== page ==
It is hard to get a sense of popular reaction to Bernhard's work from the book: mainly it is critical reaction that is considered, and the public usually only mentioned with regard to the most sensational cases.
Honegger actually writes of Bernhard's plays that: "None of them was a popular success."
Given that he wrote seventeen full-length plays, and never seemed to have much trouble getting them produced this seems ... odd.
(Earlier she writes of "the success of A Party for Boris", noting specifically that it opened at "the 1,300-seat Deutsches Theater" -- though admittedly also only speaking of critics being "impressed" and never mentioning whether any of the 1300 seats were actually ever filled.)
Was each of his works nothing more than a succès d'estime ?
Honegger understandably focusses on Bernhard in his Austrian context.
Still -- or perhaps especially, since she defines him so specifically as "Austrian" -- it would also have been interesting to learn more about his standing abroad, and how foreign audiences approach this distinctively Austrian work.
(This is barely touched upon in the book.)
It should also be noted that some of Bernhard's work is essentially completely ignored in Honegger's study -- most notably his quite extensive output of poetry.
(Cf. Fragments Shoring Ruin, at the crQuarterly.)
Honegger compresses a great deal into this book, offering a solid survey of this very complex character, his challenging art, and the many games he played with the public (and with his friends).
It is also a good introduction -- and a useful companion volume -- to his writing, especially for an audience that does not come to it steeped in Austria.
Thomas Bernhard is certainly the best introduction to the author currently available in English.
NOTE: The book has a useful chronology -- but, astonishingly, there is no bibliography, not even just of Bernhard's works.
The chronology provides the titles of Bernhard's works (in German and, often, in English).
It appears that those titles provided with an English translation in the chronology have, in fact, been translated into English -- but one can't be sure that they all have.
There is no bibliographic information in the chronology itself.
The endnotes do provide bibliographic information -- generally both for the German texts and the English translations of Bernhard's works -- but it is difficult to hunt through them in search of, for example, a specific translation -- and not all of Bernhard's works appear to be mentioned here.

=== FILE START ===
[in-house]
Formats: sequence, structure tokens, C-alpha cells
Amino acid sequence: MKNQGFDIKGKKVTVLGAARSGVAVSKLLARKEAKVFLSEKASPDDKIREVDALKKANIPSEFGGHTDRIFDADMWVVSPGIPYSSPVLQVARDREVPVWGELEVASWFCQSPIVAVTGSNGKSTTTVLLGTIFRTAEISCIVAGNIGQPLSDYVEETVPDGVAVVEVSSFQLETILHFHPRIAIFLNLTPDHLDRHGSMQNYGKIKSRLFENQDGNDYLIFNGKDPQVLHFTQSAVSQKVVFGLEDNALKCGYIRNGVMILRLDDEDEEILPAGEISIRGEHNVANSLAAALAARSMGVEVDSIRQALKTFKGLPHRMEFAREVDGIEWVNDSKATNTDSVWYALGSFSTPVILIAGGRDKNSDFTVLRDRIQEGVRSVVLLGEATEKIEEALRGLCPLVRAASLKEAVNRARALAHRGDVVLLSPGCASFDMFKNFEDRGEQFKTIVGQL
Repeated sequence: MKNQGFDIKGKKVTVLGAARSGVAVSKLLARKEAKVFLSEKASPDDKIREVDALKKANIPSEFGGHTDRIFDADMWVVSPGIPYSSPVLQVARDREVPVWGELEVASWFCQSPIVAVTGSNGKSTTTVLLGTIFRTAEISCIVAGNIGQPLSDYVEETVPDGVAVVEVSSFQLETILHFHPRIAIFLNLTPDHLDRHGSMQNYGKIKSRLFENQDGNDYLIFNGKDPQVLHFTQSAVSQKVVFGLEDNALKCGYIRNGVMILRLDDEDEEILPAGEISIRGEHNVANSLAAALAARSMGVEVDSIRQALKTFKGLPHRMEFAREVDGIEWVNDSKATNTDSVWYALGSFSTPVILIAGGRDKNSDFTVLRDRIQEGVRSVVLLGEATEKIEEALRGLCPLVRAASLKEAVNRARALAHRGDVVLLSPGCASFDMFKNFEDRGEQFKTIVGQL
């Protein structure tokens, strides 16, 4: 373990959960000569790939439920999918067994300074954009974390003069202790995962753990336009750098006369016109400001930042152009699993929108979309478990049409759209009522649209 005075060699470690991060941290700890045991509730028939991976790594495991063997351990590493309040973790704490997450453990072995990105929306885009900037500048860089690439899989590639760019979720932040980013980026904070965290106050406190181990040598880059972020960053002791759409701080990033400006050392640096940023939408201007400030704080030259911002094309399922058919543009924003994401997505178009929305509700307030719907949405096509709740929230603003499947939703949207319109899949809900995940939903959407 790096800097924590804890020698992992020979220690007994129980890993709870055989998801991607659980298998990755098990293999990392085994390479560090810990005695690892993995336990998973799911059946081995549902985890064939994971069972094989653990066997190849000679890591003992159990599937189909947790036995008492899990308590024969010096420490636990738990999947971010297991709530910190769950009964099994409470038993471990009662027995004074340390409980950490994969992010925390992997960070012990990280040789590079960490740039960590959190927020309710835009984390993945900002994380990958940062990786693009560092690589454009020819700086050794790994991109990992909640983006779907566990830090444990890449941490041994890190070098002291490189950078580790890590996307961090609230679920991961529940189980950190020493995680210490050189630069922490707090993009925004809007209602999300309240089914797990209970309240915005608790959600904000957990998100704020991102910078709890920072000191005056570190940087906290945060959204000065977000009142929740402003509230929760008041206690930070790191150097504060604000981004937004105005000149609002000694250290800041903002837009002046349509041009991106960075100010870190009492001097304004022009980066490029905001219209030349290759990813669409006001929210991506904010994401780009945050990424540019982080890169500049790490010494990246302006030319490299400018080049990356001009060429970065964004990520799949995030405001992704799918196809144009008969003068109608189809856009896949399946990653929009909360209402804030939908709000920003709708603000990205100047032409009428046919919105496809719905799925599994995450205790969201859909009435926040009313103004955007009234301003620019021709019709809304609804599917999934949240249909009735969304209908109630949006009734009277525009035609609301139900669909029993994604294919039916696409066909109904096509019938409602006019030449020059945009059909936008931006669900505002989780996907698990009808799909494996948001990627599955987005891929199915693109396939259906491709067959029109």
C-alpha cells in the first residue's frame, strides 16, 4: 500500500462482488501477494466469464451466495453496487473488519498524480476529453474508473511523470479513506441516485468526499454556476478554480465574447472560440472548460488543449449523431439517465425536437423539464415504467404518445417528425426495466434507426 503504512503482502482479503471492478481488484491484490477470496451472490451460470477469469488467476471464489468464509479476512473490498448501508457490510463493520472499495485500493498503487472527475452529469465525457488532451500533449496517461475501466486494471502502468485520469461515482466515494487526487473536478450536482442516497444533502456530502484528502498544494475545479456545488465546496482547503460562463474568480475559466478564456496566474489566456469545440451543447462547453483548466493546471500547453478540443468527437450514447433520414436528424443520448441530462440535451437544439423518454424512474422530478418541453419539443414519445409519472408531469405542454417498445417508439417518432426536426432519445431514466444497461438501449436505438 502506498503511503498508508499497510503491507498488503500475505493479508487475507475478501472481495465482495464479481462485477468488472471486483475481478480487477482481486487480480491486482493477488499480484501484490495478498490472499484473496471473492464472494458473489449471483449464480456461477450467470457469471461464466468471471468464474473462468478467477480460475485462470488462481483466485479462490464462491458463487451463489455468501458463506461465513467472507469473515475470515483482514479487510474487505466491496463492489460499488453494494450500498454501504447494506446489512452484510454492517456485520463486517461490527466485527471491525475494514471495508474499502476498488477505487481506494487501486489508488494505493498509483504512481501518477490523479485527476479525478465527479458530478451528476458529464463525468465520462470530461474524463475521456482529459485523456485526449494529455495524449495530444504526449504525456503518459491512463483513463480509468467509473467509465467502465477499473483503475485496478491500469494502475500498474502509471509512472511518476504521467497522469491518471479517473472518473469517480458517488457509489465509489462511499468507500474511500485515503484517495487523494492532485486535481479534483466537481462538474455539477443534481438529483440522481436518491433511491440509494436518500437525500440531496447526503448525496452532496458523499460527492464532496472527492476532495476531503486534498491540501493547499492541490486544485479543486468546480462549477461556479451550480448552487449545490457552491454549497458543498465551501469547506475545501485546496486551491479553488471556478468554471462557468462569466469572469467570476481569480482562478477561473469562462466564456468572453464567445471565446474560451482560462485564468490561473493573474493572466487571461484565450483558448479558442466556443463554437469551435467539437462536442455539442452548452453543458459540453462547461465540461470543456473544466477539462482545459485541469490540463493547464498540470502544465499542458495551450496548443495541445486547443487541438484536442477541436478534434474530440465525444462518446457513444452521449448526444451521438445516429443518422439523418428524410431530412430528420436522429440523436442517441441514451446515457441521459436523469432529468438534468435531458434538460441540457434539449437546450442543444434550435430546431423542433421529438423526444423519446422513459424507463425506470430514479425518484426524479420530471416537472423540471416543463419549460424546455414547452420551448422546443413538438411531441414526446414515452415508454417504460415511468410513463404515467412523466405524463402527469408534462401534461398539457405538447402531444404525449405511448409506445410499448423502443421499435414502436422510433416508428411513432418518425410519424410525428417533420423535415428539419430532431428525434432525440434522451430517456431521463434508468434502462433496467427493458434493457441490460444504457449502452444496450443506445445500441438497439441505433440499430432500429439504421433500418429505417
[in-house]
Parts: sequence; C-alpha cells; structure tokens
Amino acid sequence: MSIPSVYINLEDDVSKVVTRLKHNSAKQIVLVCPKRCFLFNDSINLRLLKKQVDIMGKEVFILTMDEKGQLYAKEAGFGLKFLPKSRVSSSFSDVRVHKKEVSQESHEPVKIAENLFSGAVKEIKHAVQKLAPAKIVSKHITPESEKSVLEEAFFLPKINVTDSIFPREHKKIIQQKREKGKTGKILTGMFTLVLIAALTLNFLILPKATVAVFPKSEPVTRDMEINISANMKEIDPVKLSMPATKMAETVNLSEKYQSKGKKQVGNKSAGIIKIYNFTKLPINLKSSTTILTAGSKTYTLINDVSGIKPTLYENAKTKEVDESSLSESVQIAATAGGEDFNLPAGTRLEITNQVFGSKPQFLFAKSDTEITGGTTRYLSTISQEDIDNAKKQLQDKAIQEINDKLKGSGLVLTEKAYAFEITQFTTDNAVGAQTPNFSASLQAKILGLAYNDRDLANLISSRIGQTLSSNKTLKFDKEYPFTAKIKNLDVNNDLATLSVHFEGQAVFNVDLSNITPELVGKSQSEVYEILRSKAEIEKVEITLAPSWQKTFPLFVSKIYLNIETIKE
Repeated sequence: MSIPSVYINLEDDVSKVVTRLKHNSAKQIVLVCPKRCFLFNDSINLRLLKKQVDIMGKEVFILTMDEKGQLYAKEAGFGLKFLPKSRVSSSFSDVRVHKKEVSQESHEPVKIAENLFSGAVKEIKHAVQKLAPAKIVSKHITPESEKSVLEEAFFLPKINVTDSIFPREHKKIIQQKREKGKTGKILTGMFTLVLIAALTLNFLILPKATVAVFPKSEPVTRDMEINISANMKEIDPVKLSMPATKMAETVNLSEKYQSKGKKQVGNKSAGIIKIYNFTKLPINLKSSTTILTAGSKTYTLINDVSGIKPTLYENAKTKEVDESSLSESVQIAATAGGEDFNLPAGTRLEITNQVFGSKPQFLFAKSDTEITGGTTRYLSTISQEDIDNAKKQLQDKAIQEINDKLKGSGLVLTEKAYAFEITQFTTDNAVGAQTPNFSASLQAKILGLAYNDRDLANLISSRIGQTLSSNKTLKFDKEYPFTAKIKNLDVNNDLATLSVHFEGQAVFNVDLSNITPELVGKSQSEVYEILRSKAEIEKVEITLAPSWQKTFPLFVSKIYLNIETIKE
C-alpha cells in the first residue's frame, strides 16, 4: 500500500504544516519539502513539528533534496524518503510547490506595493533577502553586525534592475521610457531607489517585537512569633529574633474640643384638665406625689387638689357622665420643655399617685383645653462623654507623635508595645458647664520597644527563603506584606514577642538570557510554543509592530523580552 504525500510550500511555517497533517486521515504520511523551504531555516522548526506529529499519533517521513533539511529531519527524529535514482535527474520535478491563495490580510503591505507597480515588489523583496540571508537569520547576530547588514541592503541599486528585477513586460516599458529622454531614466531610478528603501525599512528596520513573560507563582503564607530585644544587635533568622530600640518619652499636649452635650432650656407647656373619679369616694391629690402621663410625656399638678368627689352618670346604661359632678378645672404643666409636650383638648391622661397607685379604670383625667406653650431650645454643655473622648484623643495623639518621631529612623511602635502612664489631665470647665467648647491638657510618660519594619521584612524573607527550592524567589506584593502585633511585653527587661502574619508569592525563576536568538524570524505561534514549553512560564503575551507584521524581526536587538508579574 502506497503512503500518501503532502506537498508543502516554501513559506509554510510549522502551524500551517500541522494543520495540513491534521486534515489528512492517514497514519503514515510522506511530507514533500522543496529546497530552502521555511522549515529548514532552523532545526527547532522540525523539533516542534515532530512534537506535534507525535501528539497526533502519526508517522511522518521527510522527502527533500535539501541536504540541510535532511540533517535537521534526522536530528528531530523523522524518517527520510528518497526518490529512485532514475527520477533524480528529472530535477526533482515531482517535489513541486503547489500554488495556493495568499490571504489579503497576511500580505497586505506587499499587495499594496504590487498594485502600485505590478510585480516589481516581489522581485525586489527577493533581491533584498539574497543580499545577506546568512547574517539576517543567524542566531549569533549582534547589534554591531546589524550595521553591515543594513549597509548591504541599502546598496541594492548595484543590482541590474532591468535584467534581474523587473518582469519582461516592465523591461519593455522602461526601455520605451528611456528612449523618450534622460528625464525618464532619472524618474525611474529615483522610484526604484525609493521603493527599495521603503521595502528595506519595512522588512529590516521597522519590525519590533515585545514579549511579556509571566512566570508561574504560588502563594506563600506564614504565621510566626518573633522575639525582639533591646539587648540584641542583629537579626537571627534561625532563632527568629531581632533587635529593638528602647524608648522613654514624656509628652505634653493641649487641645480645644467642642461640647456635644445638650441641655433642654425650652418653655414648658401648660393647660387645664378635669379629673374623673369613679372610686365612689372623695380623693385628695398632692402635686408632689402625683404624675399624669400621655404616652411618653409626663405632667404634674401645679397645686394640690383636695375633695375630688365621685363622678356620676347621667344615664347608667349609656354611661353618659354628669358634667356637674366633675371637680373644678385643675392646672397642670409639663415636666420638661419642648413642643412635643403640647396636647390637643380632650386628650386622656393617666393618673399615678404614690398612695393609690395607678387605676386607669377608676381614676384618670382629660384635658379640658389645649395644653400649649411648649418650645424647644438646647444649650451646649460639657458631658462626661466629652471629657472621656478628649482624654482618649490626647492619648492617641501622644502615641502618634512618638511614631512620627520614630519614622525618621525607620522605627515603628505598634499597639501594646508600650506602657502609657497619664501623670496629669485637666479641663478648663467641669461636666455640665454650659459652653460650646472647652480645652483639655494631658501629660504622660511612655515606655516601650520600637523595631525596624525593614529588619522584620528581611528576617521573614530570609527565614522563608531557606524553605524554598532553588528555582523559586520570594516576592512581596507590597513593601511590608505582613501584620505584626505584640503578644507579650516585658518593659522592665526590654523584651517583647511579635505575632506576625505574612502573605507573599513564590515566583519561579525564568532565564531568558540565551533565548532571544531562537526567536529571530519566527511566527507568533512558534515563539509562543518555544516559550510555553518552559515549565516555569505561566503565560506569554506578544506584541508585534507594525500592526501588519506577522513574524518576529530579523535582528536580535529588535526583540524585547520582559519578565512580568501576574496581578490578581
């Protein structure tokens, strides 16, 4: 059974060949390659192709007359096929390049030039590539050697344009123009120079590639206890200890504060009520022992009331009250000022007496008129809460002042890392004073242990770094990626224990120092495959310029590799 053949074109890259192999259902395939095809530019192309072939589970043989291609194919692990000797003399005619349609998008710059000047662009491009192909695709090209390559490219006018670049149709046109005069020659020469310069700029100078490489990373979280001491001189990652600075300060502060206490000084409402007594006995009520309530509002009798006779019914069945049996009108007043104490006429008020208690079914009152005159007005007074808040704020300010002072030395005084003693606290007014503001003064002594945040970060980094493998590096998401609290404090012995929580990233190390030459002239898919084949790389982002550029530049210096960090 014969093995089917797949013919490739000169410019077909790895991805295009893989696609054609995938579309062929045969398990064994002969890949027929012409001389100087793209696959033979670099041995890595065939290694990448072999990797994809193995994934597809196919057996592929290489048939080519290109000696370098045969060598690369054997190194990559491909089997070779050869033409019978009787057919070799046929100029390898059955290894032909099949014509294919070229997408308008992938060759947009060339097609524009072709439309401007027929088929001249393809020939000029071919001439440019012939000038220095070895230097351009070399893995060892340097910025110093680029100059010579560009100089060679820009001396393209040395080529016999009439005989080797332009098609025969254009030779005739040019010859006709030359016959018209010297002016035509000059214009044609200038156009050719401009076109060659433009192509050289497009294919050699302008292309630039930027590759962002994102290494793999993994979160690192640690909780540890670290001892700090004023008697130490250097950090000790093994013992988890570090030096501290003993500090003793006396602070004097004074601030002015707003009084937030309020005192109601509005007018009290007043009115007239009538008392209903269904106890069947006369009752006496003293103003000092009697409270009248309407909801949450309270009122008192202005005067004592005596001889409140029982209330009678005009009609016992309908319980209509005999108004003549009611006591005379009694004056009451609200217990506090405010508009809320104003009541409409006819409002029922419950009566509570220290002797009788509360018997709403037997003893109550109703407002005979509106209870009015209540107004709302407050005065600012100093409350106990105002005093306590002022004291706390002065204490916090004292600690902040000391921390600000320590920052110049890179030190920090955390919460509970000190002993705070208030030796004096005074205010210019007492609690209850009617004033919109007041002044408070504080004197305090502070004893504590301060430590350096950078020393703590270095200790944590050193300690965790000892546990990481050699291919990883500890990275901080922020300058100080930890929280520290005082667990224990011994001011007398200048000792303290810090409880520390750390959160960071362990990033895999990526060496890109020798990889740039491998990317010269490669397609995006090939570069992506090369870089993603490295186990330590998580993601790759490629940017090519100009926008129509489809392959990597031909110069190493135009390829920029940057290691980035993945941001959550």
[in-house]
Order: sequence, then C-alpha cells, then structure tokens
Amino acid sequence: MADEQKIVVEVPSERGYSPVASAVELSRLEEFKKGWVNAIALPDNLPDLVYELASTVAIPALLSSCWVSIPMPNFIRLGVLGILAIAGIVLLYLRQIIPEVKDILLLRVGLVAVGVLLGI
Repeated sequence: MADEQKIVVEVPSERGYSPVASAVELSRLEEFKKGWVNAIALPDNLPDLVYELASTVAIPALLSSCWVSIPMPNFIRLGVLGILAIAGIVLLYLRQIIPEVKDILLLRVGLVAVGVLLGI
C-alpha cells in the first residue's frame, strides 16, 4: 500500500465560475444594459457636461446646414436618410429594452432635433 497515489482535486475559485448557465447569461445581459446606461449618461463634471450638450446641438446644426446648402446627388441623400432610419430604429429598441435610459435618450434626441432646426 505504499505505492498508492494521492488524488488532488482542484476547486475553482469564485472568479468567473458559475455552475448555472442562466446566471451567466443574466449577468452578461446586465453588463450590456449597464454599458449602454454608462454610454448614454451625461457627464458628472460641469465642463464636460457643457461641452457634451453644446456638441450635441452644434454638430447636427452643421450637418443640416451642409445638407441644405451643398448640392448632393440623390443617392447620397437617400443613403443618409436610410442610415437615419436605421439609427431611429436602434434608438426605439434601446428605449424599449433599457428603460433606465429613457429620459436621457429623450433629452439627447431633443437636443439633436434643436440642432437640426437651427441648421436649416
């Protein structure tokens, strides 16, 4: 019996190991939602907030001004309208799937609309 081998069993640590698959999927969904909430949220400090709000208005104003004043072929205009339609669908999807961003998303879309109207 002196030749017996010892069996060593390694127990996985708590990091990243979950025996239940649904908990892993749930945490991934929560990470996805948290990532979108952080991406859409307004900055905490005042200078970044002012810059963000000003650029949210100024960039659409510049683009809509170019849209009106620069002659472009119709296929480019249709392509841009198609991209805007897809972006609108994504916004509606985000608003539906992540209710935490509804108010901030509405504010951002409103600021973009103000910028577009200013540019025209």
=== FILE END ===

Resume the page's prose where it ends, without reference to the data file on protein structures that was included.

Given the muddle of English and German titles in the text itself, the many translators that have had a hand at Bernhard's work, and the fact that some of the pieces are only available in translation in journals, a bibliographical overview would have been welcome.
(Honegger's work is surely now the standard English-language reference work on Bernhard's life and work; it is ridiculous that it not offer a comprehensive bibliography -- at the very least, of the English-language works by and about Bernhard.)
The book could have done with some sharper editing.
It reads well, for the most part, but some stylistic flaws should have been fixed, notably when books are summarily introduced twice over in rapid succession, as occurs several times.
There are also some typographical slips -- Hermann Nitsch's name is misspelt, one of Bernhard's favourite cafés is spelt differently in different places ("Bräuner Hof" (p.192) and -- correctly -- "Bräunerhof" (p.245)), etc.
And most disappointing is the index, which omits a very large number of the names (and references) in the book, lessening its usefulness as a reference work.
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Books by Thomas Bernhard under review:
Other books of interest under review:
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About the Author:
Gitta Honegger has translated several of Thomas Bernhard's works.
She has taught at Yale University, Catholic University, and Arizona State University.
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© 2002-2011 the complete review